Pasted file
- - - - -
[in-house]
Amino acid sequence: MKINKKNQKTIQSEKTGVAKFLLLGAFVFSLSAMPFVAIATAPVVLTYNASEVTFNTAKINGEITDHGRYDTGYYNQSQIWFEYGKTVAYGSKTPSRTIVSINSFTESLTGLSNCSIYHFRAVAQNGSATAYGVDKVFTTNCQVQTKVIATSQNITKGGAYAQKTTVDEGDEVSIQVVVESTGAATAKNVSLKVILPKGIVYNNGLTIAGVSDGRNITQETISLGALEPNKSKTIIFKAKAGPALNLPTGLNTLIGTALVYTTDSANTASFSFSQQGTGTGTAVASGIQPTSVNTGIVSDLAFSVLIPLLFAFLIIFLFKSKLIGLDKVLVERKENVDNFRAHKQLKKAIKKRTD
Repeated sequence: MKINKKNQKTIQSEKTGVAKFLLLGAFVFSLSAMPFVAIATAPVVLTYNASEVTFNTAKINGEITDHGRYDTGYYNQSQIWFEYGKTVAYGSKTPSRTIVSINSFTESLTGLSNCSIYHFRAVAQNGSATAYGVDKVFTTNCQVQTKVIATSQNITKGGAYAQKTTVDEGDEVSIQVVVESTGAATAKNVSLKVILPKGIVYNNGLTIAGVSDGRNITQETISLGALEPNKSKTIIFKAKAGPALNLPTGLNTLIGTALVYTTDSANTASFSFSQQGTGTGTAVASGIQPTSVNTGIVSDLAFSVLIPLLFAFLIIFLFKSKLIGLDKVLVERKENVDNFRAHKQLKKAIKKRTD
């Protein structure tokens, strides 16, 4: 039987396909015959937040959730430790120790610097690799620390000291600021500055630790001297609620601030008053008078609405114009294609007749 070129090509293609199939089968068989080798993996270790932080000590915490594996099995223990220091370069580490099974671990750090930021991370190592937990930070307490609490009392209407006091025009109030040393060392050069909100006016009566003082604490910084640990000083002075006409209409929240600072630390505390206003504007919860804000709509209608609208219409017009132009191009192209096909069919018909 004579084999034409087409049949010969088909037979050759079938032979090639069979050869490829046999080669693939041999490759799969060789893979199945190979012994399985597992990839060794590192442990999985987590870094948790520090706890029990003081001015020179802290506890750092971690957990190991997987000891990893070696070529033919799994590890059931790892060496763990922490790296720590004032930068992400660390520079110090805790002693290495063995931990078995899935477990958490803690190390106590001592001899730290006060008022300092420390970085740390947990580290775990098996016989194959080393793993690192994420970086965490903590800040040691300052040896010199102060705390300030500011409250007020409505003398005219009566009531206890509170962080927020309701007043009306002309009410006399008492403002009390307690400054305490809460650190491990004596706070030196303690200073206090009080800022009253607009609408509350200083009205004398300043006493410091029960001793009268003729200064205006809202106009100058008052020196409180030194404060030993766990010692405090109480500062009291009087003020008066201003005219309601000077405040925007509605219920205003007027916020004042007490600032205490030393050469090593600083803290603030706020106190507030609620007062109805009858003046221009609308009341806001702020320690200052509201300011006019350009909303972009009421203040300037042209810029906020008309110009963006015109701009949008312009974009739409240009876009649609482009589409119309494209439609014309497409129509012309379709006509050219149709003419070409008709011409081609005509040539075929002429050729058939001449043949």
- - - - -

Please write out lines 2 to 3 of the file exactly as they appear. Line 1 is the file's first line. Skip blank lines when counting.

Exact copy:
Amino acid sequence: MKINKKNQKTIQSEKTGVAKFLLLGAFVFSLSAMPFVAIATAPVVLTYNASEVTFNTAKINGEITDHGRYDTGYYNQSQIWFEYGKTVAYGSKTPSRTIVSINSFTESLTGLSNCSIYHFRAVAQNGSATAYGVDKVFTTNCQVQTKVIATSQNITKGGAYAQKTTVDEGDEVSIQVVVESTGAATAKNVSLKVILPKGIVYNNGLTIAGVSDGRNITQETISLGALEPNKSKTIIFKAKAGPALNLPTGLNTLIGTALVYTTDSANTASFSFSQQGTGTGTAVASGIQPTSVNTGIVSDLAFSVLIPLLFAFLIIFLFKSKLIGLDKVLVERKENVDNFRAHKQLKKAIKKRTD
Repeated sequence: MKINKKNQKTIQSEKTGVAKFLLLGAFVFSLSAMPFVAIATAPVVLTYNASEVTFNTAKINGEITDHGRYDTGYYNQSQIWFEYGKTVAYGSKTPSRTIVSINSFTESLTGLSNCSIYHFRAVAQNGSATAYGVDKVFTTNCQVQTKVIATSQNITKGGAYAQKTTVDEGDEVSIQVVVESTGAATAKNVSLKVILPKGIVYNNGLTIAGVSDGRNITQETISLGALEPNKSKTIIFKAKAGPALNLPTGLNTLIGTALVYTTDSANTASFSFSQQGTGTGTAVASGIQPTSVNTGIVSDLAFSVLIPLLFAFLIIFLFKSKLIGLDKVLVERKENVDNFRAHKQLKKAIKKRTD